Professional innovation is my vision of the world of work and career.
It involves the application of marketing and innovation paradigms to professions.
Future of work is already here.
To succeed in the present work environment, learning new skills or acquiring additional know-how is no longer sufficient.
In fact nobody “buys” skills, certificates and knowledge for their own sake. Individuals, employers and customers want to solve problems, satisfy needs, and perform the most relevant and critical tasks, in other words, doing what is truly valuable to them.
This is why I am convinced that methods used by successful startups need to be applied to our approach to work — methods which place the concept of value at their core.
This is why we need to shift our focus away from the old paradigm of professional development towards professional innovation.
We live in an era in which innovation operates without asking for permission – some call this phenomenon “disruptive innovation”.
Globalization leads continually to the creation of new competitive scenarios. Regulations are posing new obligations, and technology is becoming ever more intelligent. Just think of the impact on all sectors of fast-growing technologies like digital, IoT, robotics, 3D printing and, of course, artificial intelligence.
This sea change puts enormous pressure on anyone working at a professional level. Some jobs are destined to extinction; others are being created; some are transforming and their boundaries are becoming ever more blurred, digitized, smart, remote, virtual and who knows what else.
Jobs for life no longer exist and “career as we know it” has lost its meaning. We are now in the project era, in the GIG economy: workers need to reinvent themselves continuously.
IT WILL SORT ITSELF OUT SOONER OR LATER, WON’T IT?
Some say that the situation will eventually settle down. As suggested by By di Edward D. Hess and Katherine Ludwig in their great book Humility Is the New Smart, they tend to forget that the previous industrial revolution lasted 70-90 years and involved much personal pain and suffering!
It is happening right now:
- Those who are members of outmoded professional associations or who have worked in the financial sector already know how hard the digital revolution hit their work.
- Similarly, those who work in other companies that have experienced the effects of market changes first hand have found themselves with no map to guide them in the best direction.
- I see the same anxiety in the eyes of many undergraduates I teach: they enroll on degree courses without really knowing the direction they want their careers to take. Few realise that some of the professions they would like to enter will no longer exist when they graduate.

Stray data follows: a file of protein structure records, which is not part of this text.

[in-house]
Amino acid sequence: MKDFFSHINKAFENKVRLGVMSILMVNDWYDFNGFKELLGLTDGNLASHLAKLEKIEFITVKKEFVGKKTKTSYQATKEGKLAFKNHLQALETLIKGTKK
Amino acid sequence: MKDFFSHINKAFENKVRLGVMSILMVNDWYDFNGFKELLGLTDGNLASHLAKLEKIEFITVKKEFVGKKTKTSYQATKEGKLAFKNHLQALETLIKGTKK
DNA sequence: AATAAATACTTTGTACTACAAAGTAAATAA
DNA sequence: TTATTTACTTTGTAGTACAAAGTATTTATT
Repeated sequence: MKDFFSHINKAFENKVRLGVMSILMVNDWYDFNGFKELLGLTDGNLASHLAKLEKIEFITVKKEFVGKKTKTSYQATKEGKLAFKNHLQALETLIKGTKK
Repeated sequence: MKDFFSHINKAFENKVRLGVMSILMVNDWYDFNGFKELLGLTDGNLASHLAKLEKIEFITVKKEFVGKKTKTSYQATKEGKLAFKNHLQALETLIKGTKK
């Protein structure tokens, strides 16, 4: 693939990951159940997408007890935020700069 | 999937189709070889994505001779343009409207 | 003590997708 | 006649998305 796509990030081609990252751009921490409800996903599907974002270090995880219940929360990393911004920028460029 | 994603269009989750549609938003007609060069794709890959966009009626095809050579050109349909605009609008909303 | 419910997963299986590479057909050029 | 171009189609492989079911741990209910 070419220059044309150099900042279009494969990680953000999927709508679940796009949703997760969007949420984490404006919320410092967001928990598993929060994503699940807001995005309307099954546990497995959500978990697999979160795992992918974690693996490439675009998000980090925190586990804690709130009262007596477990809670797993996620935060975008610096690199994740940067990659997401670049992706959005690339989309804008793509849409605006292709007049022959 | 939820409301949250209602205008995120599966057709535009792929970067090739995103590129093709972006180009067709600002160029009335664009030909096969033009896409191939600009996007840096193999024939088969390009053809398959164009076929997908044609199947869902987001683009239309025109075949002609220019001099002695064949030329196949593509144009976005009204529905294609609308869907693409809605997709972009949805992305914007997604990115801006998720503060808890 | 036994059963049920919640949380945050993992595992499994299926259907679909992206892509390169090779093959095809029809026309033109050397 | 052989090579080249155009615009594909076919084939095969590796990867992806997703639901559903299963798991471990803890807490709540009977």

IS ACQUIRING NEW SKILLS THE SOLUTION?
Knowing how to manage change in today’s work environment has become mandatory. Today’s workers have to be competitive and need to be able to adapt constantly.
In such a scenario, common sense suggests we strive to be outstanding and to increase the time and resources we devote to our work, or else we need to constantly develop our skills.
With this in mind, the most enlightened training programmes, masters and courses of all kinds, place huge pressure on us to become more tech, digital, social, smart, always-on, etc.
Many courses emphasise the need for continual professional development, and think that skills development only is central to our careers, especially in digital work environments: it seems the panacea to all ills is knowing how to write software! What we forget is that computers will soon be doing this for us.
BEYOND PROFESSIONAL DEVELOPMENT
Clients and employers do not buy our skills or our professional titles. They are only interested in solutions to problems and in satisfying needs and desires. They are interested in what they consider to be of value.
This is why I do not believe skills should be the only focus as value is of equal importance.
The first question we should now be asking ourselves is not:
“How do I become more competent?”
“How do I transfer new value and/or how do I create value more efficiently?”
Fortunately, there is already a paradigm that has long placed value at its core and employs time-tested methods to create value over and over again.
That paradigm is INNOVATION.
I firmly believe the time has come to apply marketing tools and innovation design methods to our professional working lives and careers.
In short, we need to move from professional development to professional innovation.
WHAT PROFESSIONAL INNOVATION MEANS
Professional innovation is the ability of workers to innovate the way they acquire, create, and distribute value.
Professional innovation can help today’s workers orient themselves in today’s working environment. It teaches them how to apply the methodologies used by successful companies: personal business models, personal branding, design thinking, artificial intelligence, to employability and training, etc.
This is the intuition that underlies Tim Clark’s book Business Model You (also published in Italy by Hoepli and edited by myself). The book makes these concepts accessible to anyone, even to those not used to thinking strategically.
At BigName — the organization I founded that specialises in people and team innovation for enterprises — we have gone much further. We have devised methods and models to meet and overcome the challenges the modern worker faces. Some of our knowledge has been released to everyone for free in the form of our professional innovation toolkit, a system that has been downloaded by tens of thousands of people all over the world. Find out more on BigName’s website.